This BCI session took place on Monday, September 21st. I had just gotten back from a camping trip, so I decided to take it easy and stay home this time. The weather was delightful. Full sun, light breeze, in between the perfect temperatures of 23 and 26ºC (mid-70s in ºF).

I grabbed my camera and went to sit on the deck. As usual, the bees were busy, and so were the squirrels, devouring my sunflowers. 
I noticed that squirrels are rarely a fancy color. Neither are chipmunks. Colorful animals aren’t usually mammals. I’ve seen light blue butterflies, vibrant red birds, neon green snakes even, but I had never seen a brightly colored mammal. They all have tones from gray, to red, to brown, some black, some white. 
Then I continued to look around and my eye kept being attracted to the splotches of color in my garden. Flowers, fruits, vegetables, trees. A rainbow of colors in one garden.
After the BCI session, I asked myself: what is the purpose of color in Nature? I did my research and I will share here some of my findings about the function of color.
attract -
     Flowers usually need to be brightly colored in order to attract the bees that will pollinate them, ensuring their reproduction.
     Male birds such as the peacock use their brightly colored feathers to court a female in the hopes of reproducing. 
     Deep sea creatures such as the anglerfish use bioluminescence (the organism’s production of its own light source, ergo color) as a hunting technique.
     The drosera is a flower than can self-pollinate, so it doesn’t need to attract insects for pollination. However, it sports bright colors to attract small insects in order to feed on them.
repel -
     Bees and wasps are considered dangerous in nature (because they’re able to sting and kill), and this is the reason why the hover fly rocks similar colors: in order to repel predators.
identify -
     Male and female birds usually have different colors. The males are brightly colored, while the females are more dull. A lot of insects are also distinguishable thanks to their color: the male black swallowtail butterfly, for example, has a much brighter blue on its wings, compared to the female whose wings are adorned with a second row of bright yellow spots.
warn -
     Extremely toxic Phillobates frogs are brightly-colored to signify the high levels of toxins present on their skin, and to dissuade predators from even trying.
Non-optical functions​​​​​​​
use light effectively -
     Trees are green because their leaves absorb all the red and blue wavelengths of the UV light spectrum. These two wavelengths are used by the tree cells to photosynthesize, thus produce energy.
     Algae in the bottom of lakes are more likely to be red because that is the wavelength that penetrates the deepest under water.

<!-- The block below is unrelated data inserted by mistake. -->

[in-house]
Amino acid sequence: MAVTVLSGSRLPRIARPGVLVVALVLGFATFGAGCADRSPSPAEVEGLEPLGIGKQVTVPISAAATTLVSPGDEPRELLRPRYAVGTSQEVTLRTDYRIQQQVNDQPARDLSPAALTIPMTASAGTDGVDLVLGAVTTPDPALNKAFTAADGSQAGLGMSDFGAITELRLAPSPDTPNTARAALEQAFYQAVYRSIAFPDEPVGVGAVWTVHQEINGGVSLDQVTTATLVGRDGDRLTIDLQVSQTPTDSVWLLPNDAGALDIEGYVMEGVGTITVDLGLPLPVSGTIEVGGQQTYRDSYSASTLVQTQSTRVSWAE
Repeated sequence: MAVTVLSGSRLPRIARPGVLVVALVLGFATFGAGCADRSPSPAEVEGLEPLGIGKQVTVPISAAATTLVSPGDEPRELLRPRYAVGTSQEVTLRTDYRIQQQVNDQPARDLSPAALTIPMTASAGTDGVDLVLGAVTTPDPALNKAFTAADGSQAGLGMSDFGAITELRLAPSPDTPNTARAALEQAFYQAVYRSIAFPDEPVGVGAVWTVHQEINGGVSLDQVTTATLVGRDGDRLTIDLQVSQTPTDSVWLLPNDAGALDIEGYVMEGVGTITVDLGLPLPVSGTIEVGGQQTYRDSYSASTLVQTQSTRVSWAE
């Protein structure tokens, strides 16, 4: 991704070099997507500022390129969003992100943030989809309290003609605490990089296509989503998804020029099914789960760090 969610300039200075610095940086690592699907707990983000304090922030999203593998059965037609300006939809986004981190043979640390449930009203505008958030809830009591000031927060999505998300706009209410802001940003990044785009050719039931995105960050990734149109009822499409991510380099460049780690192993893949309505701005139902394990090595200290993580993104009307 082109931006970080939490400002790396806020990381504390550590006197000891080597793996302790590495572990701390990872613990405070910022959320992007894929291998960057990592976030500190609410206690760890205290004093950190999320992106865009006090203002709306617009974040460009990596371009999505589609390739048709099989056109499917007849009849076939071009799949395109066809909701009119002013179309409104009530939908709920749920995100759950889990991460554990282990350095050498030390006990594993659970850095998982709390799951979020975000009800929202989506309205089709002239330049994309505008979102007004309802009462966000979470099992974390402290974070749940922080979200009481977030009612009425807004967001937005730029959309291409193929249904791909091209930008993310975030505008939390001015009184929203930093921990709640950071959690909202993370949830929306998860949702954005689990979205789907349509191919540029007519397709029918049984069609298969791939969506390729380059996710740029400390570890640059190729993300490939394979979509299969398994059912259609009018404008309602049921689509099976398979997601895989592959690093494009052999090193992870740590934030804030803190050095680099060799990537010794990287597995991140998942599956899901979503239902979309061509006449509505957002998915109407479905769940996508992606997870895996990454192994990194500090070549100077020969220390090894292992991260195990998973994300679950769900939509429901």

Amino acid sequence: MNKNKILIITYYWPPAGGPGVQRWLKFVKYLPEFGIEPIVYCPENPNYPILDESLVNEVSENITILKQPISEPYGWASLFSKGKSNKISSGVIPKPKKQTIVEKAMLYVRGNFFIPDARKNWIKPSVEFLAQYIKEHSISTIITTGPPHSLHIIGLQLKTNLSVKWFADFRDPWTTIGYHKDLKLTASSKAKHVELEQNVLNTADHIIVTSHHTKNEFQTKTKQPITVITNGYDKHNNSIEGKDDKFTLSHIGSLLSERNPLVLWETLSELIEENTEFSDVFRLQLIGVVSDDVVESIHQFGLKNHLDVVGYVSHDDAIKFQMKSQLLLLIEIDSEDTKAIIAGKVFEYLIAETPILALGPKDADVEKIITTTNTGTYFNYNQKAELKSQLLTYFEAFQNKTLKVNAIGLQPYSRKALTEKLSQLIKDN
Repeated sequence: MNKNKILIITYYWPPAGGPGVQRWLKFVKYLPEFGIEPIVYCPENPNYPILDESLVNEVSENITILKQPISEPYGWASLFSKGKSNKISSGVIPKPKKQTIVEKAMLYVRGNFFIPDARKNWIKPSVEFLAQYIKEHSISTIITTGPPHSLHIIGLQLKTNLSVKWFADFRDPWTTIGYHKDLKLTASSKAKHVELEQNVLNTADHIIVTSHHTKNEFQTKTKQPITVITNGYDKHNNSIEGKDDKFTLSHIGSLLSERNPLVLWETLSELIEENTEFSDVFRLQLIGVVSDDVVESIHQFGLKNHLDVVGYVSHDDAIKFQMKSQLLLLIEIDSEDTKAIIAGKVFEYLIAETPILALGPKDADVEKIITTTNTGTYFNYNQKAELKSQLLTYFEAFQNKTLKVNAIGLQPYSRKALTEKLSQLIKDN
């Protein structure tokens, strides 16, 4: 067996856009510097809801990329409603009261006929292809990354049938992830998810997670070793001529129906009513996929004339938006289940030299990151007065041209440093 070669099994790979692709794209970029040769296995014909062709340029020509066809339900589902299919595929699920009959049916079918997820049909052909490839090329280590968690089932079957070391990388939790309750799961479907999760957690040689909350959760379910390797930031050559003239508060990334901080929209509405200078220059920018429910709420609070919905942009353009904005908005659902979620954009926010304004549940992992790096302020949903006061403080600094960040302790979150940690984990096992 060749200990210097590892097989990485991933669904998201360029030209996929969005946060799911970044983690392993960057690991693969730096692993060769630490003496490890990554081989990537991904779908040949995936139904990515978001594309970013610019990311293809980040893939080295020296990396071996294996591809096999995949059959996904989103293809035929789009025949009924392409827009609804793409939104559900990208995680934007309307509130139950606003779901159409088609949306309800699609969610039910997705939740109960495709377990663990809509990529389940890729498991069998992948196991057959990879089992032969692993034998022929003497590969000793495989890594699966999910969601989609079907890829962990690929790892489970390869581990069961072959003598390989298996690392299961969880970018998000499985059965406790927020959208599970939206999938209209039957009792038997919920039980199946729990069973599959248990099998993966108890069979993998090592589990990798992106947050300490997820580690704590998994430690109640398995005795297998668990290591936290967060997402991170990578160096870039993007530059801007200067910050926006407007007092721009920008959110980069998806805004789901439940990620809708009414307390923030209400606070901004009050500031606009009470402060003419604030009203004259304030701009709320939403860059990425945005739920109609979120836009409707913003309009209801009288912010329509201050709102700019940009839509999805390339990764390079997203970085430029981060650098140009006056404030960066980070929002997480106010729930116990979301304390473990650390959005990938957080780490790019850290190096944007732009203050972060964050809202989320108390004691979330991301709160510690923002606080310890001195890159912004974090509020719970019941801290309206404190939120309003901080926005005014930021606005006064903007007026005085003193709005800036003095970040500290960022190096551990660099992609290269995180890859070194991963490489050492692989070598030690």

counter-balance glare -
     The cheetah has black rings of fur around its eyes. It has evolved this way to counter the bright light of the African savannah while hunting for prey.
conceal -
     Some animals have mastered the art of color as a way to hide or blend into the environment. The all-time champion is the chameleon and its great variety of colors and patterns.
deceive - 
     The little Cope's Gray Treefrog when threatened flashes its bright yellow to orange pantaloons at predators, which startles them, and confuses them as they try to look for their bright yellow prey that is in fact a little grey frog perfectly blended with the bark.

When the organism lacks color - albinism - it makes survival more difficult. Albinism is a genetic disorder that affects the production of pigments, which turns the organism totally or partially colorless. It is not an inherited trait, proving that Nature did not intend for that gene to survive. Albinism makes the invisible visible, it also makes the brightly colored ignored. In plants, albinism and variegation demonstrate a higher sensitivity to sun damage.
This shows that the color that is present in natural organisms serves a purpose other than just aesthetic. The organisms evolved this way.
How can these functions be applied to the world?

Humans already use colors for communication and aesthetic reasons. What is currently lacking is the use of color for its function. Sure, we painted our solar panels black, because that’s what retains the most heat. However there is an infinite list of things to explore around the processes that make color, how pigments are formed or broken down, or even the reason why certain organisms are a certain color. We ought to look for the reason this color is a product of a 3.8 billion-year evolution that allowed them to survive, and identify what strategies can be applied to design and generate radical change.

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